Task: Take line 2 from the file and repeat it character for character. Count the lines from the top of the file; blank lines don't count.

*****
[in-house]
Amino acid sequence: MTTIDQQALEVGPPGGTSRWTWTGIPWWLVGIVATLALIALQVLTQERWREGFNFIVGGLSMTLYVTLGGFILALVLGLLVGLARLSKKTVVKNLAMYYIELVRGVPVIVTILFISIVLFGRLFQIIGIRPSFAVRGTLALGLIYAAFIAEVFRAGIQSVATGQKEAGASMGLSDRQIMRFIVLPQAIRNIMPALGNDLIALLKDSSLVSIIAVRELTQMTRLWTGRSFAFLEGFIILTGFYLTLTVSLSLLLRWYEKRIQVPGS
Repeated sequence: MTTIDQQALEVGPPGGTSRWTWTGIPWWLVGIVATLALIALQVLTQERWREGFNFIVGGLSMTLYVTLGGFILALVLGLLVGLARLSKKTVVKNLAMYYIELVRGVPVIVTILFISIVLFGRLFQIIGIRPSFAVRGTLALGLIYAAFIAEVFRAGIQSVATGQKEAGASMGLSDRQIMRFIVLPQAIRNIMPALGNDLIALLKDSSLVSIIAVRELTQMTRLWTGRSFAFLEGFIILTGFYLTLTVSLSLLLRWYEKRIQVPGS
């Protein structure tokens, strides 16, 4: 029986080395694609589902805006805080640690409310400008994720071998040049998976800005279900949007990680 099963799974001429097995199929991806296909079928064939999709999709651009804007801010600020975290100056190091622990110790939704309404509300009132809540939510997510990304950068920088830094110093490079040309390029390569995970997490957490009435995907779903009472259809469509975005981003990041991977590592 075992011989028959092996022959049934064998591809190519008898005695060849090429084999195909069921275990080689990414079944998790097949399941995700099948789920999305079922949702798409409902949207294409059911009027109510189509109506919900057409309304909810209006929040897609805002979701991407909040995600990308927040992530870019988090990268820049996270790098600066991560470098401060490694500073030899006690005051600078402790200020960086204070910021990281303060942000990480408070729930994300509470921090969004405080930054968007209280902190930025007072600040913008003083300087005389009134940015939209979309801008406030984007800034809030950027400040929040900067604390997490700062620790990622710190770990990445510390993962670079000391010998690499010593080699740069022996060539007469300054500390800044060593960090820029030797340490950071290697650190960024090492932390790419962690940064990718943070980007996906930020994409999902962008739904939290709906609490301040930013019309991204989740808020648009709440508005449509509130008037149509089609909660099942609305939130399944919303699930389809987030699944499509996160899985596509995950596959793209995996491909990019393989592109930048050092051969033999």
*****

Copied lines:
Amino acid sequence: MTTIDQQALEVGPPGGTSRWTWTGIPWWLVGIVATLALIALQVLTQERWREGFNFIVGGLSMTLYVTLGGFILALVLGLLVGLARLSKKTVVKNLAMYYIELVRGVPVIVTILFISIVLFGRLFQIIGIRPSFAVRGTLALGLIYAAFIAEVFRAGIQSVATGQKEAGASMGLSDRQIMRFIVLPQAIRNIMPALGNDLIALLKDSSLVSIIAVRELTQMTRLWTGRSFAFLEGFIILTGFYLTLTVSLSLLLRWYEKRIQVPGS